Wednesday, October 20, 2010

Ensuring we don't put the charrette before the horse

According to a new flyer created by DCSS, the origin of a charrette, or "little cart" can be traced to 19th century Paris, France. Back then, architectural students at Ecole des Beaux wishing for their plans to be considered would scurry to submit their drawings by the designated hour. These "little carts" or charrettes would be brought around to collect the drawings and deliver them to a certain location for them to be displayed for the public to view. According to Wikipedia, the word charrette may refer to any collaborative session in which a group of designers drafts a solution to a design problem. In fact, the charrette protocol is used in many business, civic and educational planning - especially in early design stages, or when a group is more or less "stuck". Basically, architecturally speaking, a charrette is usually a public work session that seeks to formulate a plan or vision for the future of the community.

In their 2020 Vision, DCSS will be hosting a series of public discussions on plans for redistricting in the fashion of old Paris and in fact calling them "Public Charrettes". Attendees at the meetings will participate via an audience response system, answering questions regarding their opinions. The school system is looking for a broad base of public input, yet you can attend all of the meetings and ensure that your opinion is counted every time. (A very good idea, in my opinion.)

According to the discussion at today's Emory Lavista Parent Council, the redistricting plan will have a more or less, three-pronged approach. First, representatives will assess every single school building by conducting a physical walk-through (led by Parsons), then a group of DCSS staff will conduct a second set of walk-throughs focusing on the instructional use of the building (are rooms being used as intended -- are programs equitable -- are similar classes offered at every school) and third is the community input, the charrettes, which are being conducted by a third party consultant. Although overall, I think this is a wonderful plan, the one concern I have about the entire plan is the schedule - it is very compact - in fact, Ms. Tyson informed us that in order to complete these visits within the timeline, the teams will need to visit five schools per day.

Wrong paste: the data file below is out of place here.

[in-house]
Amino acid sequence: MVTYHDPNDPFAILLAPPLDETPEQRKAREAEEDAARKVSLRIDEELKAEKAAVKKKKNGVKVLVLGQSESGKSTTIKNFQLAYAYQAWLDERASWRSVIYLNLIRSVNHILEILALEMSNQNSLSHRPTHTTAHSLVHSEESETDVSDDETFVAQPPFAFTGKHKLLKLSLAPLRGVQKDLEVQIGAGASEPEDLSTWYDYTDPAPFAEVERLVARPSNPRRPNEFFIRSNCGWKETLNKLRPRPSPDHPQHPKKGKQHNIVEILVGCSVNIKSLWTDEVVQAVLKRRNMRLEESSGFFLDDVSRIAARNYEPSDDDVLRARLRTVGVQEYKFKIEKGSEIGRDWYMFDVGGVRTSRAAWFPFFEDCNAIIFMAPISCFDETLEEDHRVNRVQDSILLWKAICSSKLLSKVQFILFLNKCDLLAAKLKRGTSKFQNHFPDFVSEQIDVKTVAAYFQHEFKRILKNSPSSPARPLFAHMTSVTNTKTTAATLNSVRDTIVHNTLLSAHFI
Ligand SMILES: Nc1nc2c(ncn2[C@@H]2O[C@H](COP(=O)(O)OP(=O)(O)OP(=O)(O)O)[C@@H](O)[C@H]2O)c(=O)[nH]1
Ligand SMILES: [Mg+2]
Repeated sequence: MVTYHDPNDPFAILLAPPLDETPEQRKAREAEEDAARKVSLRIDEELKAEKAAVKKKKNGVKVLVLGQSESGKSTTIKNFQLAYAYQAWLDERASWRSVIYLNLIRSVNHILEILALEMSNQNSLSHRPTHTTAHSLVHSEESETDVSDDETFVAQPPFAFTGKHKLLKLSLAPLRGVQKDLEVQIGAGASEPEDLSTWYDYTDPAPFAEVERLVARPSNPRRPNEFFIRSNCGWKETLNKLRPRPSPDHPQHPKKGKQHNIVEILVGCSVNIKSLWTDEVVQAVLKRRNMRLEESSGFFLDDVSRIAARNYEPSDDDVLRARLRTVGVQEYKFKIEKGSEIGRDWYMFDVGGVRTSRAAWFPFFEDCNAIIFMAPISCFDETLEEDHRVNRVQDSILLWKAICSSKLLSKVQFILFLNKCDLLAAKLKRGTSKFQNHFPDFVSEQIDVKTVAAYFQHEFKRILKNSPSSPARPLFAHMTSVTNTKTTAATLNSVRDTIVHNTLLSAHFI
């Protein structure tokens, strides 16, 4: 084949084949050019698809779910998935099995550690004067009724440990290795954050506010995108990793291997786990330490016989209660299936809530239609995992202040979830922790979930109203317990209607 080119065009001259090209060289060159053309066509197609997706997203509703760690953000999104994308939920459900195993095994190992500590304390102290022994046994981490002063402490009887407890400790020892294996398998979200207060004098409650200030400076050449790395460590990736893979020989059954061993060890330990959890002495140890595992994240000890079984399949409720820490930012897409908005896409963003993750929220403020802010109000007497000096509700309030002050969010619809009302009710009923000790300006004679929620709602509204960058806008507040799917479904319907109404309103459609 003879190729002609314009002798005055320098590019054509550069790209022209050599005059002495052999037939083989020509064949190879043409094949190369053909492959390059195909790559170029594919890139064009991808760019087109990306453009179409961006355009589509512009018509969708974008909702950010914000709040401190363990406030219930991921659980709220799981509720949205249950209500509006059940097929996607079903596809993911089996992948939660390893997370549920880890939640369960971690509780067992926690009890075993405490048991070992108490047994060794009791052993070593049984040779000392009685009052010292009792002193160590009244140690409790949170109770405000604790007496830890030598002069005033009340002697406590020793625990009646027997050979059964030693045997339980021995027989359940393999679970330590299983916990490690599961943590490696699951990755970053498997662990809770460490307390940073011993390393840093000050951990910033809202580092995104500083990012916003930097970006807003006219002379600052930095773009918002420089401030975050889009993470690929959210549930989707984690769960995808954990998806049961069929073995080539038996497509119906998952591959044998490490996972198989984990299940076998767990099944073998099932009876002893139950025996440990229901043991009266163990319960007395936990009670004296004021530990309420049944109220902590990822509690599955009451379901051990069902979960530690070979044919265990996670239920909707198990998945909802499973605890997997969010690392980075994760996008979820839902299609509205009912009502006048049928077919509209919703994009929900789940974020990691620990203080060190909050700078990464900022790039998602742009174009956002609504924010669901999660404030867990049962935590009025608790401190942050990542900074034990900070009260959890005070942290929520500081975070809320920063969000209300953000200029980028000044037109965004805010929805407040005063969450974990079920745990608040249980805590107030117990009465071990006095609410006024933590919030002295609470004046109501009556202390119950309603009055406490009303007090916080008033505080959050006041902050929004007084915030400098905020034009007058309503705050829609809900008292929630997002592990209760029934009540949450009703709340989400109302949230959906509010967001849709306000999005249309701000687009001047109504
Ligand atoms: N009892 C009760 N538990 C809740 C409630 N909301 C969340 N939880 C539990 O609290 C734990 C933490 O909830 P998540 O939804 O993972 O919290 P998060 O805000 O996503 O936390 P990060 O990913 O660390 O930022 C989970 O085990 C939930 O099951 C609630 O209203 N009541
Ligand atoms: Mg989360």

The meetings (charrettes) are scheduled below. For a copy of the flyer, click here.

  1. Chamblee High School, Tuesday November 9, 6:30 – 8:30 PM
  2. Towers High School, Wednesday November 10, 6:30 – 8:30 PM
  3. McNair High School, Monday November 15, 6:30 – 8:30 PM
  4. MLK High School, Tuesday November 16, 6:30 – 8:30 PM
  5. Stephenson High School, Wed. November 17, 6:30 – 8:30 PM
Two charrettes have been added: Nov 29th, Lakeside High School, and Nov 30, Peachtree Middle School, both at 6:30

The feedback from these charrettes will be summarized and presented to the board at its December 6, 2010 6:00 PM work session.

According to the DCSS website, "The 2020 Vision process is an 11-month process (October 2010 - August 2011) that will culminate in a 2020 Master Plan that will describe the facilities, programs, and other needs of the system over the next ten years and the recommended facility improvements required to meet these needs.

The master planning process will culminate in August 2011, which will lead up to a vote on SPLOST IV in mid-2012."


Anonymous said...

Ms. Tyson indicated that the number one issue in emails she is receiving is the lack of enough Charrettes.

I think the time line is to compact. I have emailed my board members and Ms. Tyson my concerns. I suggest that you all do the same.

Anonymous said...

"a group of DCSS staff will conduct a second set of walk-throughs focusing on the instructional use of the building"